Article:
I'm not sure I understand you, but the problem of controversial relatives is not new; see again the engagement of Princess Mako and Kei Komuro.




I think we can assume the adult members of any hypothetical "restored" branch would have volunteered to sign up. But indeed, it may have made a difference that Mary Donaldson was a consort who was accepted by her husband and his family, and not pushed into their family by the Danish government.




Am I correct in assuming that in Denmark, it would not be considered a scandal tarnishing the name of the royal family if Mary's sister's husband's mother was disputing a debt with her former fiance?
I have allowed myself to bold key phrases in your post and respond to them chronologically.

It may very well be that the leading member of another branch of the Imperial Family would volunteer, even be eager to volunteer!
But he may also be very reluctant and in that case he will come under very considerable pressure by the government and conservative forces.
No matter what, his family may be less than eager, not to mention less than suited and heaven forbid even unsuited. But all of a sudden they are now full royals with all that entails...

It would at worst be an irritant. A fairly trivial financial dispute is not comparable to say someone who is criminal. Or who associate the wrong kind of people. That could be a problem! (See Epstein and Andrew.)
But like I said, there is a considerable difference between Japan and Europe.
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  #1206  
Old 01-06-2020, 08:36 AM
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Originally Posted by Tatiana Maria View Post
I wonder why [Prime Minister Abe] allegedly believes that scheduling the talks after the Crown Prince's investiture will cause them to go more smoothly for him. Is the sight of a man leading the pomp and ceremony expected to make it clear to all LDP members watching it that only men are acceptable in the role?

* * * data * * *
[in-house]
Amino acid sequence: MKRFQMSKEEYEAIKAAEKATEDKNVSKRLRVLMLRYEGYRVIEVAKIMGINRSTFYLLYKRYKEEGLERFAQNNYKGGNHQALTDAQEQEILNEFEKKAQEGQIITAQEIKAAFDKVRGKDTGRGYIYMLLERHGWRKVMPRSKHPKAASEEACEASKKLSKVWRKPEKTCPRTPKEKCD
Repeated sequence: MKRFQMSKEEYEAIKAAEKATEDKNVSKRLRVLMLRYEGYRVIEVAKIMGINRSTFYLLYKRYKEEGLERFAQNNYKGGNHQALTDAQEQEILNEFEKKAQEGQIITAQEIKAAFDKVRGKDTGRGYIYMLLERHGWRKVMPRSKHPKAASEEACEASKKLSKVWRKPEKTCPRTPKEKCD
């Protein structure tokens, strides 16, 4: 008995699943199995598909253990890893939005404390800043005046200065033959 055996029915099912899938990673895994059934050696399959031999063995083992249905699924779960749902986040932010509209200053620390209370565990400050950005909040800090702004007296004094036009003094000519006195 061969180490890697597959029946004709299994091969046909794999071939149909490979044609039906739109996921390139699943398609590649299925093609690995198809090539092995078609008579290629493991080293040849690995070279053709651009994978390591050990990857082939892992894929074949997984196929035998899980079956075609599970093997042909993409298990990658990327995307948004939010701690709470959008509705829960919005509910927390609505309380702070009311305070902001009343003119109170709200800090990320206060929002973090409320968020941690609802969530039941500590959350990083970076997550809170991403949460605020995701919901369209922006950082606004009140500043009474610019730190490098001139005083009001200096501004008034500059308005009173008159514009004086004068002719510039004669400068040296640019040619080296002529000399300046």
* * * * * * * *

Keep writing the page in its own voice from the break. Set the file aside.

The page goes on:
Well, the "government sources" quoted in the article have given an answer to my question, but in my opinion their answer leaves some loose ends.

The government is working informally on the issue because it postponed the full-fledged discussions that were to be held after the Daijosai ceremony in November out of respect for the crown prince, the sources said.

The Crown Prince has again and again messaged the public about his concerns for the shrinking Imperial Family. Where would be the "disrespect" in talking about an issue which he has practically asked the government to address?

There were strong views that “active debates should be avoided before Crown Prince Akishino's place in the line of succession is finalized,” a government source said.

The crown prince's place in the line of succession was "finalized" from birth! The rules of succession have been codified under the Imperial House Law ever since 1889. The upcoming investiture of the crown prince is solely about tradition; it has no legal effect.


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Originally Posted by Muhler View Post
But like I said, there is a considerable difference between Japan and Europe.